A mathematical text is multimodal with different modes of communication, namely verbal language, algebraic notation, visual forms and gestures. This paper aims to compare and discuss the ideational meaning of visual forms in worked examples from Malaysian and Singaporean Grade Seven Mathematics textbooks on Lines and Angles. There are two structures in ideational meaning, namely narrative (with action) and conceptual (without action). Action diagrams represent ongoing mathematical activity whereas, without action diagrams represent mathematical objects. Document analysis and coding were carried on 57 geometrical diagrams found in the textbooks used in a 20-year period. The properties to identify a narratively and a conceptually structured diagram were based on grammar to ‘read’ geometrical diagrams. The Malaysian textbook used from the year 1997 to 2002 consisted of some narrative diagrams and the Singaporean textbooks consistently gave importance to conceptual diagrams. Further, there are differences in the classification, identifying and spatial relations between geometric elements among the series of textbooks and country. The geometrical diagrams in the Singaporean textbooks had given much importance to attributive letters compared with the Malaysian textbooks that had given much importance to letters to identify objects. Besides, the Singaporean textbooks had represented relations with ‘shapes’ whereas, the Malaysian textbooks had represented relations with ‘points’. The findings provide valuable information for educators in general to ‘read’ the ideational meaning of geometric diagrams and to construct better visual representations, especially in school textbooks.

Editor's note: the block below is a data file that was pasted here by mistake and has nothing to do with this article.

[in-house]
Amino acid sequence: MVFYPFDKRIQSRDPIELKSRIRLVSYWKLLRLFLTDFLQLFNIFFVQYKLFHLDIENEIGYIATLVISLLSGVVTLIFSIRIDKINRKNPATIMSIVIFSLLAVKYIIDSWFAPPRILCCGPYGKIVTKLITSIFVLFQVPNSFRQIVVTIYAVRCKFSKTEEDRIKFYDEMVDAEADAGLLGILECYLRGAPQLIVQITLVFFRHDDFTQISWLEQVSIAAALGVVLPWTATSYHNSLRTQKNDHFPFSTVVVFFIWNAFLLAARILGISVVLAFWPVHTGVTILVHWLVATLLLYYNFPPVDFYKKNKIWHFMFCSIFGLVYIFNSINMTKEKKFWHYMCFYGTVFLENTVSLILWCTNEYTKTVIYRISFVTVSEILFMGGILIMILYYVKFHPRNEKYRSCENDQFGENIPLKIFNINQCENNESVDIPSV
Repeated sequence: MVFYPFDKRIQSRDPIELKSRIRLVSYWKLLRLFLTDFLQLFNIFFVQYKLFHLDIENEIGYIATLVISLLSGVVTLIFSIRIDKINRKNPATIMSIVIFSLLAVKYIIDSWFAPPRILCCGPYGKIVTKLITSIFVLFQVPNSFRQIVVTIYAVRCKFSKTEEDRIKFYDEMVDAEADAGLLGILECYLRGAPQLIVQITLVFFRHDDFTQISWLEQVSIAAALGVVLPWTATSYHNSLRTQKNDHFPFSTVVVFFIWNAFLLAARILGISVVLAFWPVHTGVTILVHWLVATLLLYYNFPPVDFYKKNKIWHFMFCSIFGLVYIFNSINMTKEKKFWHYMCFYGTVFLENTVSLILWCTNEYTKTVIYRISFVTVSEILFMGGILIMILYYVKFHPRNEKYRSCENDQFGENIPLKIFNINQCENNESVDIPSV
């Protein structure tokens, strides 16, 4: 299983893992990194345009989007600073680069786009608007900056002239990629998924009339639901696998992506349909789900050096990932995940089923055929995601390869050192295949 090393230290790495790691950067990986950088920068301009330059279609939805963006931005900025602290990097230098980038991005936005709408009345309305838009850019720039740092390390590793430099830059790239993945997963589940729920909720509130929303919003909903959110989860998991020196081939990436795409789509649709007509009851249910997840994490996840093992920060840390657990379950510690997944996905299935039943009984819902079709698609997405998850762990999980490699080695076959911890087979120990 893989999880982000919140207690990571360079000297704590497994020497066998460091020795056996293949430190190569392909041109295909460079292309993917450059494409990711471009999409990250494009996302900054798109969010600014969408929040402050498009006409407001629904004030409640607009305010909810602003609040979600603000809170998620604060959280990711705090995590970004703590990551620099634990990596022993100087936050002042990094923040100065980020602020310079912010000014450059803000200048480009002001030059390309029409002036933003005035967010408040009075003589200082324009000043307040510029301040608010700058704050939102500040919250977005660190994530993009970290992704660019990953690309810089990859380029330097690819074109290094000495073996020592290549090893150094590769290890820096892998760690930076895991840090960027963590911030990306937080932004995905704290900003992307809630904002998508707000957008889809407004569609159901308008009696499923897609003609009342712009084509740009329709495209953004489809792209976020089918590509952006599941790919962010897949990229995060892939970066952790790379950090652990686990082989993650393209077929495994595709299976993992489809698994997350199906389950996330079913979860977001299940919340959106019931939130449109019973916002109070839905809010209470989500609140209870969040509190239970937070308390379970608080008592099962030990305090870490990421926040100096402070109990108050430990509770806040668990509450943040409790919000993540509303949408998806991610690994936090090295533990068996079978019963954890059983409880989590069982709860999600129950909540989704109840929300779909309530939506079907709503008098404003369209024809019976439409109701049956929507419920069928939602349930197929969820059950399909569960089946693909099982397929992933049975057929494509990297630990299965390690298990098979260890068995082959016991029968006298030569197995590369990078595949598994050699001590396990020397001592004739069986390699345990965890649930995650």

"The Ideational Meaning of Diagrams in the Malaysian and Singaporean Mathematics Textbooks,"
The Mathematics Enthusiast: Vol. 17
, Article 8.
Available at: https://scholarworks.umt.edu/tme/vol17/iss1/8